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Wireless electricity and jumping current!

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The hope of transmitting electrical power has fascinated scientists for years. One of the first major breakthroughs came when Nicola Tesla proposed theories or wireless power transmission and proved his point by wirelessly powering the lights around his Colorado Springs laboratory! Whilst long distance wireless electricity is still an impossibility, this technology is right under your nose (well at least twice a day). Electric toothbrushes utilize this technology. Because there is a lot of water involved it’s not really a great idea to have a toothbrush plugged into the mains, and a regular charging station would have exposed metal work that would be corroded easily by the water in a bathroom environment. So the way this problem was solved was by using wireless electricity to charge the battery inside the toothbrush. In simple terms whenever an electrical current moves through a wire it creates a magnetic field around it, and if you loop the wire around itself, like a spool of cotton it will increase this magnetism. If you put two of these spools together and pass a current through one then the current from the live spool will ‘jump across’ to the other, this method is known as inductive coupling and it is how to transmit an electric current wirelessly. Although the transmission distant is short it has already been developed as a means to charge up appliances. For example you can now get charging mats which will charge up your phone or mp3 player by simply placing the product on them.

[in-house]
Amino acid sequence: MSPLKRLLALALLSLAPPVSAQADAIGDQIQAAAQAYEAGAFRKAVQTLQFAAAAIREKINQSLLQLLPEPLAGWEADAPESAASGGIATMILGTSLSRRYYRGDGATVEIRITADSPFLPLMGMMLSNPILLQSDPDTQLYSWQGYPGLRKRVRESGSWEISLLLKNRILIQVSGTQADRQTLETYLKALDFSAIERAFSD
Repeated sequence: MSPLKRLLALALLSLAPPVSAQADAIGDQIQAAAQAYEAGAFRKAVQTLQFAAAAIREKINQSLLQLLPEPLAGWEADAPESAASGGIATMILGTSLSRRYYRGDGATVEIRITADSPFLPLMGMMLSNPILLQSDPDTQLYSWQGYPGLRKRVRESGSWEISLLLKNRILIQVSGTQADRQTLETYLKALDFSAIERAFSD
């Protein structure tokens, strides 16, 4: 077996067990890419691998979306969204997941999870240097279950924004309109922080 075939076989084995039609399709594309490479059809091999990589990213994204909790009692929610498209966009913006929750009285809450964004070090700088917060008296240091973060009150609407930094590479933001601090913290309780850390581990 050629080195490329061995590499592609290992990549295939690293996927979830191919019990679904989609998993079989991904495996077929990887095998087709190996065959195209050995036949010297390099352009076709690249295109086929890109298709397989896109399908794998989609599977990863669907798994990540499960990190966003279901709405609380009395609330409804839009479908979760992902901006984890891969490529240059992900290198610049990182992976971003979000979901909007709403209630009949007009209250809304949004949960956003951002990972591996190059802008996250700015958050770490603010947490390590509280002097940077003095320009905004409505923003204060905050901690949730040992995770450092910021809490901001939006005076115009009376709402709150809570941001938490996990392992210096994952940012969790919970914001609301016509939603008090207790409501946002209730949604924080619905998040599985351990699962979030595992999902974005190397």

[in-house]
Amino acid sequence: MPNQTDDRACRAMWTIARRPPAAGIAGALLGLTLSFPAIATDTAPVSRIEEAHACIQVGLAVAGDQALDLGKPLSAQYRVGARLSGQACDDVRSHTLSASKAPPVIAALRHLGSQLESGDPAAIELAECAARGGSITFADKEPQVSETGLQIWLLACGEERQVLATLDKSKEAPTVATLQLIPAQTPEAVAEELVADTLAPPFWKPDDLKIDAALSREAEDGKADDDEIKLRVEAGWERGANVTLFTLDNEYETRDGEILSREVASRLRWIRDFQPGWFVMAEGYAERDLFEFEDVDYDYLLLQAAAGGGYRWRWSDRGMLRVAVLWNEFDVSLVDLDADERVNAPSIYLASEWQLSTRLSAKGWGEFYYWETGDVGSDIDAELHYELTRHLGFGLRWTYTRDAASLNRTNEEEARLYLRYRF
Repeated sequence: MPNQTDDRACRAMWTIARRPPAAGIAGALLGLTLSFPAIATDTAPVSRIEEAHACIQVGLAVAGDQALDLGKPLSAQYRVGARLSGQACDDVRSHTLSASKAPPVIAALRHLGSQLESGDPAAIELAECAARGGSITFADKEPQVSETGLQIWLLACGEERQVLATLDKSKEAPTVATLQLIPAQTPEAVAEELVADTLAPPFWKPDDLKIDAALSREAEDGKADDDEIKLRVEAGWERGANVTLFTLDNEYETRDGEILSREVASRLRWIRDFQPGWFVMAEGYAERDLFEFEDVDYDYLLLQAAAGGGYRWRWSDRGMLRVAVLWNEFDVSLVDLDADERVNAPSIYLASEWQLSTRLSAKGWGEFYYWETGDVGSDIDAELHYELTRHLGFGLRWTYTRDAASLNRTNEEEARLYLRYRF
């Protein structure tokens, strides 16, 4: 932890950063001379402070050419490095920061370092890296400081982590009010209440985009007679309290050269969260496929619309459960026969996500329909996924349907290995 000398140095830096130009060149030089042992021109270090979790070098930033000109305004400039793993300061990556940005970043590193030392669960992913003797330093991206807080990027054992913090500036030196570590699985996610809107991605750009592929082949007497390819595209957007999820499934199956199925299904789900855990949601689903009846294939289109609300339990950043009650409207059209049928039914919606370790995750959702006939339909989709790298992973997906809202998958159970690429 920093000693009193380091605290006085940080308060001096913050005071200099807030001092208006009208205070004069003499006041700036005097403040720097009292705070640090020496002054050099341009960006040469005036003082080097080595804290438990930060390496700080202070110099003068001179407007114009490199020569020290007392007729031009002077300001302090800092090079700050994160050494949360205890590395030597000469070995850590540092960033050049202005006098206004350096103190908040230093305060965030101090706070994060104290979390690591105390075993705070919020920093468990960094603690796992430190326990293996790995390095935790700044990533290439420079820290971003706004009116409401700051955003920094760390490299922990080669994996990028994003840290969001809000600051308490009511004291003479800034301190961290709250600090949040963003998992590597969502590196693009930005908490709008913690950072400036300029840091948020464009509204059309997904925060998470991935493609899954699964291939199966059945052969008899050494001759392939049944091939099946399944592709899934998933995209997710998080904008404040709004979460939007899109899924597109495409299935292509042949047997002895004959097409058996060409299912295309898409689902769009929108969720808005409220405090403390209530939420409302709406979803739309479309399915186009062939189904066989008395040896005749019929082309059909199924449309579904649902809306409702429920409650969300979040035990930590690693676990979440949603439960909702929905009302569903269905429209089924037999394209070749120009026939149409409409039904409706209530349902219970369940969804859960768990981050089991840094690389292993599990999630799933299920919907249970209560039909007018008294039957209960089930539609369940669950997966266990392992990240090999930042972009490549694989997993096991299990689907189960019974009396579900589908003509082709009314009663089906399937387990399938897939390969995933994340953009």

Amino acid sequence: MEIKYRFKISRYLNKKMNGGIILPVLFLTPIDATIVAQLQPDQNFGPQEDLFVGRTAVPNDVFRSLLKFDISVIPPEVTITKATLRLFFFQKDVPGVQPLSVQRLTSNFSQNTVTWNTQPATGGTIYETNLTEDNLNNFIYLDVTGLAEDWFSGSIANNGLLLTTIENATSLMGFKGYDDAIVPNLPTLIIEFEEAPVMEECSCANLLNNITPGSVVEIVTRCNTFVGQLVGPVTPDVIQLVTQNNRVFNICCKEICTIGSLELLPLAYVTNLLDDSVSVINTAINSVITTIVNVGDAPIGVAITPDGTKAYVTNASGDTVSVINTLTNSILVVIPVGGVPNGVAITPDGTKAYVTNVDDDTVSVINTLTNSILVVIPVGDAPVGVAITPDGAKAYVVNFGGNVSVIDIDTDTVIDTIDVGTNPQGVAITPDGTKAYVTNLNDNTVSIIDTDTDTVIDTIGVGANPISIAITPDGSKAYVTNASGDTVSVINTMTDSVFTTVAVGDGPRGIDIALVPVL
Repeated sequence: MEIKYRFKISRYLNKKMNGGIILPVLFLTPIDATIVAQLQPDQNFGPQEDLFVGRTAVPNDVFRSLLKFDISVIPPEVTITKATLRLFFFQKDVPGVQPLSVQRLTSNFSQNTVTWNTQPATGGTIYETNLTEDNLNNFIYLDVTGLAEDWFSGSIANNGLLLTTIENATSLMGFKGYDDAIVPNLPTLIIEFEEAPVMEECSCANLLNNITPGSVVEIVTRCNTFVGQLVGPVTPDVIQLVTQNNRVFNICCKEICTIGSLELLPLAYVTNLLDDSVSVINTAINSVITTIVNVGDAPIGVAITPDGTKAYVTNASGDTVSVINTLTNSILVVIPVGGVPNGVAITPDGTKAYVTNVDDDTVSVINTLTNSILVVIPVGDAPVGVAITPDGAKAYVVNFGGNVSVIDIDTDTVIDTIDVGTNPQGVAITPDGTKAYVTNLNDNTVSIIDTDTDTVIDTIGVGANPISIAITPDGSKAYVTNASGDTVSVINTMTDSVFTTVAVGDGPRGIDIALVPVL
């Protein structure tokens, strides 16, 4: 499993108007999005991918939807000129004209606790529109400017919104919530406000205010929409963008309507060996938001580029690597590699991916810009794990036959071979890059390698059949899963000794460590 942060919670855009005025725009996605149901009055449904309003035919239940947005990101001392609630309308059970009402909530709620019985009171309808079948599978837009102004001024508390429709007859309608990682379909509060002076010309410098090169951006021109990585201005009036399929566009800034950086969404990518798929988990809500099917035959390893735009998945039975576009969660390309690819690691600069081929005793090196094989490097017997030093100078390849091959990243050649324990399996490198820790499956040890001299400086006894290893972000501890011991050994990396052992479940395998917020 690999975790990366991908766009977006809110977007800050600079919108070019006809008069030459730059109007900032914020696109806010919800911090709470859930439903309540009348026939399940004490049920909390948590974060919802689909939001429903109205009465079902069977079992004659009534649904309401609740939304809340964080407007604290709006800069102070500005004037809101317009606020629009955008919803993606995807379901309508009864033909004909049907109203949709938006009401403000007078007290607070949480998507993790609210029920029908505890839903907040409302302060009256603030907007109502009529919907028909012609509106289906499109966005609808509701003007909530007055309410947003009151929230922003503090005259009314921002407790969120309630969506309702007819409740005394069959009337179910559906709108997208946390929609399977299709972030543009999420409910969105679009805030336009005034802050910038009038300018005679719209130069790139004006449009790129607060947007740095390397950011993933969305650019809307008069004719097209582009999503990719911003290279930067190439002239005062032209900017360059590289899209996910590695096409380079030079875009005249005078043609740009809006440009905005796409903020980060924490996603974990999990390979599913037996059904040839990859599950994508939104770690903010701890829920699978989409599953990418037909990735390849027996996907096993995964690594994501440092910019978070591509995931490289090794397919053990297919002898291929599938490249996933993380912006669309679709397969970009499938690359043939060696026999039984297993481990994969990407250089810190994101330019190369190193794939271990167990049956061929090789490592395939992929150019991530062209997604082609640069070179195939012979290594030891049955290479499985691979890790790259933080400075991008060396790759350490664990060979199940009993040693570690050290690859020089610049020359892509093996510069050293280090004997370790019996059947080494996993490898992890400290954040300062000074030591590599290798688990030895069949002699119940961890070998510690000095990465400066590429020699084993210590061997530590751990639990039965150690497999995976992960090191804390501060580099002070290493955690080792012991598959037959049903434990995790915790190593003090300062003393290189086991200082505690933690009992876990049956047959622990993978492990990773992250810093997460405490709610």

Spinning Discs to kWh… does that work?


Electric meters are everywhere. In every part of the modernized world where you find power networks you’ll find an electric meter. These meters are used to measure the amount of electricity you are using. I’m going to try to explain how to read electric meter but first I’ll explain how they work.

Inside the unit is a spinning disc. The speed of this disc is determined by how much electricity you are using – the more you use the faster it goes. This disc drives gears that rotate at different speeds. These discs are usually mounted vertically in a sequence with number on the side. On the cover of the electric meter is a small display window, through this window these numbers can be seen. These numbers show the cumulative consumption over time. The number of rows changes from country to country but most of them are counting the same thing…..kilowatts per hour (kWh). It’s from this measurement that your electricity supplier can work out how much he will charge you. How the numbers are displayed are also different from unit to unit, but the most common are a straight row of numbers or a row of dials. The row of numbers are fairly easy to read, all you have to remember is to read from left to right and that the value on the furthest right is usually ignored as it is measuring 100 watts and not Kilowatts (1000watts). So now you know how to read an electric meter!




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  • Posted On April 21, 2012
  • Published articles 10

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